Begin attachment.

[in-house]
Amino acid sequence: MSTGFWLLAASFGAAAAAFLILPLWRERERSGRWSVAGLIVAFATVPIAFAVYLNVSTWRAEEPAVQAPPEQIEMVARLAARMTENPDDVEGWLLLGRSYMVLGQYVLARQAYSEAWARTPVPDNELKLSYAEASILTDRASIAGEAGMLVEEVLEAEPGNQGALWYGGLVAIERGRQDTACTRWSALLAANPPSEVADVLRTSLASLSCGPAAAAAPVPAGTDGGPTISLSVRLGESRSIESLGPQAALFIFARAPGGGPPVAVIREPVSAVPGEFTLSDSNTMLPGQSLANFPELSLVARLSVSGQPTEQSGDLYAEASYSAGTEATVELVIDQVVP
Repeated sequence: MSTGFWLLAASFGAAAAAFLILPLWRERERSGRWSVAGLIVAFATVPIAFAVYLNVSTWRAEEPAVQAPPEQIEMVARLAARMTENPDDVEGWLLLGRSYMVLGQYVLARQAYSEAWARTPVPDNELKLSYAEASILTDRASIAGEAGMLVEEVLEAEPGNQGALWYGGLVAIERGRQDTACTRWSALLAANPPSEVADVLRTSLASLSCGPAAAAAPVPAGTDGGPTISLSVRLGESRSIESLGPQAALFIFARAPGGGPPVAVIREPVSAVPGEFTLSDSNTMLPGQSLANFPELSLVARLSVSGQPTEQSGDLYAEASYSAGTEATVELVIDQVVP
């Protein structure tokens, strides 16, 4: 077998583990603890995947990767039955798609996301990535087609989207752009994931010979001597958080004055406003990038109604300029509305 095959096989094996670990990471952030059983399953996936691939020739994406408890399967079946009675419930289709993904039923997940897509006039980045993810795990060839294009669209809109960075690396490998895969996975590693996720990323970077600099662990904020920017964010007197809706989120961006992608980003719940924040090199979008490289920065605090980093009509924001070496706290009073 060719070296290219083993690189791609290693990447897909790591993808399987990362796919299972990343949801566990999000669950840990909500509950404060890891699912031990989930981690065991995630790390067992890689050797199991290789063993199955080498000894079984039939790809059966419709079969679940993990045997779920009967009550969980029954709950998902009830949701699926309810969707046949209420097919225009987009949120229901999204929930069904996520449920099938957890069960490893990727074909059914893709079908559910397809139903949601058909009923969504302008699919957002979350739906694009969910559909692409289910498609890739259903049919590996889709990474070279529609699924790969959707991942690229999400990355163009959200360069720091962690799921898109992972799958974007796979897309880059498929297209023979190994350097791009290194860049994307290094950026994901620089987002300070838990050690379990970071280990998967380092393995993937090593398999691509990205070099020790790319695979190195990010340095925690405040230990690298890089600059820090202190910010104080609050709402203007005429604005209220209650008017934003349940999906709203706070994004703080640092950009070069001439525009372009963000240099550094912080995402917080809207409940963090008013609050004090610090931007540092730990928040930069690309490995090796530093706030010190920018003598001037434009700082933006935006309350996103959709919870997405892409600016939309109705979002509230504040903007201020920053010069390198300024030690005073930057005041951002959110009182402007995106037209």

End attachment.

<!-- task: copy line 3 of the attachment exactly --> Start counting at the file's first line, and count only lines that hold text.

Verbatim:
Repeated sequence: MSTGFWLLAASFGAAAAAFLILPLWRERERSGRWSVAGLIVAFATVPIAFAVYLNVSTWRAEEPAVQAPPEQIEMVARLAARMTENPDDVEGWLLLGRSYMVLGQYVLARQAYSEAWARTPVPDNELKLSYAEASILTDRASIAGEAGMLVEEVLEAEPGNQGALWYGGLVAIERGRQDTACTRWSALLAANPPSEVADVLRTSLASLSCGPAAAAAPVPAGTDGGPTISLSVRLGESRSIESLGPQAALFIFARAPGGGPPVAVIREPVSAVPGEFTLSDSNTMLPGQSLANFPELSLVARLSVSGQPTEQSGDLYAEASYSAGTEATVELVIDQVVP